They're like,

no, thank You You are damaged goods now.

Mike: I'm, willing to bet that this was the inspiration for the one comic that he did about Fat Freddie getting drafted.

Jessika: Oh, a hundred percent. Absolutely. Absolutely. And I'm glad you talked about it. Cause I did not bring it up. I brought up other things, but

not that one.

Mike: there's a lot to discuss.

Jessika: There's a lot. After that point, Shelton did some bouncing around between 1965 to 1968, going back to New York, then to Los Angeles, then home to Texas, and then finally settling in San Francisco in 1968.

Mike: Oh, okay. Cool. Like, cause I was actually like, I had some thoughts about like, it's not really implied which city they're in, in the comic.

Jessika: yeah. They're a hundred percent in San Francisco. Yeah,

Mike: Are they In San Francisco. Okay. Like I

Jessika: Oh, they're in San

Francisco. Yeah, they're in San Francisco. They make it more clear in the show and they actually say it in that maybe in like the second episode or [00:20:00] something like that. Cause I know you only

kind of checked out the first one.

Mike: Yeah, the show itself, it's like, no, it's San Francisco, obviously, but like the, the comic, I just, I wasn't like, I was like, I don't know. This could be kind of anywhere, like,

Jessika: Yeah, I think it was supposed to be like modeled after, but yeah, it certainly was the, the vibe was supposed to be that, I believe.

Mike: All right.

Jessika: Yeah. 1968 was also when we reached the subject of our main topic as Shelton self-published a chronicle of his own strips titled Feds and Heads and featured Works that had been previously featured in Austin Texas's indie publication, The Rag, and that included the previously mentioned Wonder Warthog, as well as what is now Shelton's best known work.

And our main topic, the Fabulous Furry Freak Brothers.

Mike: Mm-hmm.

Jessika: So when he initially self-published, he did this out of his own house. He collated and stapled by hand in his [00:21:00] garage every single copy. Initially creating 5,000 copies.

Mike: Wow.

Jessika: Yeah. I thought that was wild.

Mike: Yeah, this is like, T M N T all over again. It's like a real Mirage Studio situation.

Jessika: Totally. Totally. That's how it feels. The publication was so popular, however, that it ended up being reprinted by San Francisco based publisher print selling over 200,000 copies by 1980. So in 1969, Shelton co-founded Ripoff Press with three other former Texans,

Mike: Oh shit. He founded Ripoff Press. Holy

Jessika: Yeah, I know, right?

Mike: All right. Like cuz that's a San Francisco publisher and they're, they're based outta Auburn now, I think, but they're still in

Jessika: oh, interesting. Okay. Yeah, yeah. I I didn't get too far into the publication, like any of, like those, those publications, but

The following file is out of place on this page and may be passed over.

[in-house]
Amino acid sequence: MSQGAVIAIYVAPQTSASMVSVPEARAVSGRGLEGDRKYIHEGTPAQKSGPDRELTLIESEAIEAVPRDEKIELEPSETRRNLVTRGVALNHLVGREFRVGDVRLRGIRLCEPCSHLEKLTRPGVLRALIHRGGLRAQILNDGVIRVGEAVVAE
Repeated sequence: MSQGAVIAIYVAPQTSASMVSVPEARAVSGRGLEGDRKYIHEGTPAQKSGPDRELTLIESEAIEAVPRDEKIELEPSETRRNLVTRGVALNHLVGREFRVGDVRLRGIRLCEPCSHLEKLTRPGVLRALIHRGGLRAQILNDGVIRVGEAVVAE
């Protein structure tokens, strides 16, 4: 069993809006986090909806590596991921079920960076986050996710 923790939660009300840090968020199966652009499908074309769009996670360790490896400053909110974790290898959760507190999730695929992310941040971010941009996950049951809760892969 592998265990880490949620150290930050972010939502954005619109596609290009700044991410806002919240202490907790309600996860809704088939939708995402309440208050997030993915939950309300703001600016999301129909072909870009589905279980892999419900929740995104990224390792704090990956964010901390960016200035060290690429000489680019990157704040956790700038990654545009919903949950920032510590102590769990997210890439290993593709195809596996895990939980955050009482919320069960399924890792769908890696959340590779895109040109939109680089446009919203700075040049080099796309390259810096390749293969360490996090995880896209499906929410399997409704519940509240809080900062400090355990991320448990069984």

I did think that was super interesting

Mike: Yeah, no, I, I know about ripoff.

Jessika: okay.

Mike: I've had to research them before for stuff, so, yeah.[00:22:00]

Jessika: Oh, nice. Nice. Maybe we'll have to do a little deep dive and we can tell our listeners more about it. You wanna do that, Mike?

You wanna fall on that knife for us?

Mike: sure.

Jessika: Cool. Cool. I'm like assigning you things.

Mike: Yeah. You know, I know how it works.

Jessika: So the other, you know, the other co-founders as you know, were Fred Todd, Dave Modi, and cartoonist Jack Jackson.

And at that point, one of the things that they did was sold, weekly content to underground and student publications. They also printed their own strip style Comics and compilations of these. So Shelton created a spinoff to the brothers called Fat Freddy's Cat, due to the popularity of the original strip or the cat within that strip. Shelton also worked on many different projects with the Indie Comics publisher, zap Comics, which is why you may have seen some references to Zap in [00:23:00] the properties if

you, I

Mike: sense.

Jessika: any of that.

Mike: Yeah. I I noticed it a couple of times.

Jessika: Yeah, a couple that, like they used the sound effect a lot and they kind of like, every once in a while someone would say Zap or, yeah, it was interesting. I noticed it myself

and that was even before researching it.

Mike: I have a very strong memory of like the first issue of Zap and its cover. And I feel, I feel

Jessika: have it, I

Mike: yeah, I was gonna say, I, I feel like it is a, a Shelton cover. It looks like something that he would've drawn at least.

Jessika: yeah, maybe I'll have to pull it out for one of our, uh, dollar bin discoveries even

Mike: Yeah.

Jessika: cuz it's a, yeah. Yeah. I think I might have that one. I at least have some Zap stuff. So the fabulous Furry Freak Brothers was in publication from 1969 to 1997 with Ripoff Press Publishing 14 issues of the comic. During that time, one source said 13, one , source said 14. So I just kind of went with a higher number.

Mike: Yeah.

Jessika: many of the issues have [00:24:00] multiple reprints as well. But let's get into the meat of the episode and talk about these free quote brothers themselves.

So, like you said, it's Phineas Freewheelin Franklin and Fat Freddie. And then Fat Friday's cat, and they live in San Francisco. They're not actually brothers. They all have different parents. And FreeWheel in Franklin doesn't even know his parents. but they're all brothers nonetheless. So however that works, I guess just in the

brotherhood of

smoking, you know, smoking a lot of doobs together. the plot of the comic is pretty basic. Uh, it really just revolves around three stoners who get into some wild antics while using and or procuring their recreational drugs. It's also a pretty illicit comic, very much for the over 18 crowd, with

other adult content, a hundred percent. It's very pornographic, sexual situations, addiction, other really pretty [00:25:00] intense topics actually. I can see where they were trying to toe the line of making light of some really heavy situations, but it, it did feel a bit extreme at times, which was very obviously the point, but also, you know, rides that line of being a little uncomfy.